The Scotsman - - Bookfestival -

THIS In­ter­na­tional Fes­ti­val ap­pear­ance by Tommy Smith’s Scot­tish Na­tional Jazz Or­ches­tra was a mile­stone event.

Fif­teen years old, and well­tested in main­stream jazz cir­cles, here was Scot­land’s hot­shot jazz cor­po­rate tak­ing its place among the world’s Clas­si­cal elite as part of the Usher Hall mu­sic pro­gramme.

There was suf­fi­cient con­text to make sense of it all – the reap­pear­ance from ear­lier in the Fes­ti­val (with the Royal Scot­tish Na­tional Or­ches­tra) of Gunther Schuller, who opened the show di­rect­ing the con­tained ec­stasy of trum­peter Kenny Ramp­ton and the SNJO in Gil Evans’s har­nessed ar­range­ment of Gersh­win’s Porgy and Bess; and a quite dif­fer­ent ver­sion – Tommy Smith’s own – of the same com­poser’s Rhap­sody

in Blue, which had ap­peared in a no less un­con­ven­tional guise in that ear­lier RSNO pro­gramme.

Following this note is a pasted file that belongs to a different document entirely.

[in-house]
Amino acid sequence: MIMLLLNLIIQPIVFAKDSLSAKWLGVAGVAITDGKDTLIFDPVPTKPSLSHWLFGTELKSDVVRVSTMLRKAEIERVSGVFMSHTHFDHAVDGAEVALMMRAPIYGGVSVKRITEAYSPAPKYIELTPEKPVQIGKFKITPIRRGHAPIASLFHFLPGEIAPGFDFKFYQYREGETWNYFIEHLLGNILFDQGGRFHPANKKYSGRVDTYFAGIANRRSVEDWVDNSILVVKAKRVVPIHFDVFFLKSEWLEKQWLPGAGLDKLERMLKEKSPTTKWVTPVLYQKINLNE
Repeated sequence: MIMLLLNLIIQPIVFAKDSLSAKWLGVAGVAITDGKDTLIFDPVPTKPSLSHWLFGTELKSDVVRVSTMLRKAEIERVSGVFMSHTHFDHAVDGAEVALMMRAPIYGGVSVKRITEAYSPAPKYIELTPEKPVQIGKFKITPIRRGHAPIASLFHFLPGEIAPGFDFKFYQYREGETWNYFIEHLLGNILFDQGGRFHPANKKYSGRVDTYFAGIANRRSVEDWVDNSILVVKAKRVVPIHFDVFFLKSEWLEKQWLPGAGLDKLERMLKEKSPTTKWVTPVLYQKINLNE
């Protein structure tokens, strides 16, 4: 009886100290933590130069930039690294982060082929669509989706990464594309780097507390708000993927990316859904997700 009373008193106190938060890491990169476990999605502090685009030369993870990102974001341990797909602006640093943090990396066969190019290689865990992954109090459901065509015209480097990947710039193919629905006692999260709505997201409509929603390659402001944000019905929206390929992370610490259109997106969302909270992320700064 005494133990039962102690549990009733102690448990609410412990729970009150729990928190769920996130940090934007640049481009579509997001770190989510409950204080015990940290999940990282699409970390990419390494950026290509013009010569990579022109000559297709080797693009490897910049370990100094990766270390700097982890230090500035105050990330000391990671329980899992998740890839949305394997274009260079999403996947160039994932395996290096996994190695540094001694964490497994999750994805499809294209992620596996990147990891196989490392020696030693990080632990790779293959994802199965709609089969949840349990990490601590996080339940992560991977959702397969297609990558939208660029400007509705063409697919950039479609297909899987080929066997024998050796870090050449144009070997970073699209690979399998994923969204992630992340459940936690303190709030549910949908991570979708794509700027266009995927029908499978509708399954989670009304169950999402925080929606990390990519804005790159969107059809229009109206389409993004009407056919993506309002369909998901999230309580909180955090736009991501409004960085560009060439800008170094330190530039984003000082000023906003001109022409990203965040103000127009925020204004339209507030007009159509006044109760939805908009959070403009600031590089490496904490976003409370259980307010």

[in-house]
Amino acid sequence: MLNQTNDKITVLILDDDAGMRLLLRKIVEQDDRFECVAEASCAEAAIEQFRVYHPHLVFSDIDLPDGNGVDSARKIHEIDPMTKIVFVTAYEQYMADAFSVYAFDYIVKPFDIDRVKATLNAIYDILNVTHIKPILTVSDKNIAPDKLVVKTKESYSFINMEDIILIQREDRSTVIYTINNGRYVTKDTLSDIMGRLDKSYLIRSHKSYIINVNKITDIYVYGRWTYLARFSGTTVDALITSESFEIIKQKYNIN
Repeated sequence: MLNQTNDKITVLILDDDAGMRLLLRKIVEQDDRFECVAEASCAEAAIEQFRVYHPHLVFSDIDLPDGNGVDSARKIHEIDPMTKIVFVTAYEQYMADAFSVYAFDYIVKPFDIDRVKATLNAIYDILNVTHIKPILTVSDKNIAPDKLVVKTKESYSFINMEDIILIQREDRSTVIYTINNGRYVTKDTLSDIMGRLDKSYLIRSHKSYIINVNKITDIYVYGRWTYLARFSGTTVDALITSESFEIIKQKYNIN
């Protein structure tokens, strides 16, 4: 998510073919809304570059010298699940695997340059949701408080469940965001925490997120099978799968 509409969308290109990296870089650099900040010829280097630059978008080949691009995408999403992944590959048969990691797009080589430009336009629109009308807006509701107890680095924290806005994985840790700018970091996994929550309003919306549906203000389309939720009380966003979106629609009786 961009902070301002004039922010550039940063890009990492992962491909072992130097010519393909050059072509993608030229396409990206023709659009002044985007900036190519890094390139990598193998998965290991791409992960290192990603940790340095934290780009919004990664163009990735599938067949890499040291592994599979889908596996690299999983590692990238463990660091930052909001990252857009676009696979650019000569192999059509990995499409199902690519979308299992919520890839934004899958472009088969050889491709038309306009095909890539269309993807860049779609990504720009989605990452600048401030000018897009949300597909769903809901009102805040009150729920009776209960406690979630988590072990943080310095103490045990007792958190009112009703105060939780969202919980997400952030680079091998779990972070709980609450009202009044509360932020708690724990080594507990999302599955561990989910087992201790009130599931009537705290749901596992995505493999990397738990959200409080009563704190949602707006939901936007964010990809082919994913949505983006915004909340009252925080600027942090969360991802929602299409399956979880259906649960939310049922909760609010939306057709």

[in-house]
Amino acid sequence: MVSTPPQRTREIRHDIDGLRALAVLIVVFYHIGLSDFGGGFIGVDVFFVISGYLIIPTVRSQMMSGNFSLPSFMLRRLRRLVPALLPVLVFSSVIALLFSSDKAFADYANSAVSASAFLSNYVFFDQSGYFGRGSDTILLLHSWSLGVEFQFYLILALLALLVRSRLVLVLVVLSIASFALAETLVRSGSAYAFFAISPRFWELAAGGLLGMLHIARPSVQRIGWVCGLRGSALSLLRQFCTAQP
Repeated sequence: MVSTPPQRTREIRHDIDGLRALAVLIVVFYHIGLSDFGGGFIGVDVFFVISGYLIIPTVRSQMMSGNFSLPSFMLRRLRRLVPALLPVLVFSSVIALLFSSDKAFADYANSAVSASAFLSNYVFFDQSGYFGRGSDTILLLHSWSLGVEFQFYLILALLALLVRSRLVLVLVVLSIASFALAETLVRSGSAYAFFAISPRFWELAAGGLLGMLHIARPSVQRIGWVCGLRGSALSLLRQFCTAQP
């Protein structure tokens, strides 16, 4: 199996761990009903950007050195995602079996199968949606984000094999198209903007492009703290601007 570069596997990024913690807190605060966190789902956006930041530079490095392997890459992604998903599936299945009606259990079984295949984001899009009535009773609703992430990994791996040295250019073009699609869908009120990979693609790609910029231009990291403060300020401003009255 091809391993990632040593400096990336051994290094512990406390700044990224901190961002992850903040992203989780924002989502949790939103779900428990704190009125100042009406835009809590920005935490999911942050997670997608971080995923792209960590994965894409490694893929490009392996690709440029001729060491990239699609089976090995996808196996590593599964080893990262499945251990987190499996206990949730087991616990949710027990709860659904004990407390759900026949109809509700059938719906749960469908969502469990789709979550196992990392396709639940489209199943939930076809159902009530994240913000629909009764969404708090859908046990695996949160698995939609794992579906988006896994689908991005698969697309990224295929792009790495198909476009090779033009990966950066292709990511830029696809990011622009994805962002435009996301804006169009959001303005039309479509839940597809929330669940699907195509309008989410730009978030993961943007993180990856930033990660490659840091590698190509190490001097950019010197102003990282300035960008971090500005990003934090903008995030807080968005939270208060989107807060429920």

Schuller re­stricted his pres­ence to the first half. He talked a lot, but given his first­hand as­so­ci­a­tion with ev­ery­one that ever mat­tered, Miles Davis among them, this wasn’t un­in­ter­est­ing.

As for the mu­sic, the muted de­tail of Evans’s Gersh­win soon gave way to the freer ex­pres­sion of Elling­ton num­bers, and the un­likely so­phis­ti­ca­tion of an added string quar­tet in Harry James’s ver­sion of The Mole.

If the SNJO ever seemed teth­ered by Schuller’s school­mas­terly con­trol of the Gersh­win, Smith took back the reins for a sec­ond half that seemed nat­u­ral ground for the band’s co­he­sive vir­tu­os­ity. Smith’s pal, Joe Lo­vano, was the cen­tre­piece guest, molten and mu­tu­ally com­pat­i­ble.

Just a pity the evening went on a bit too long.


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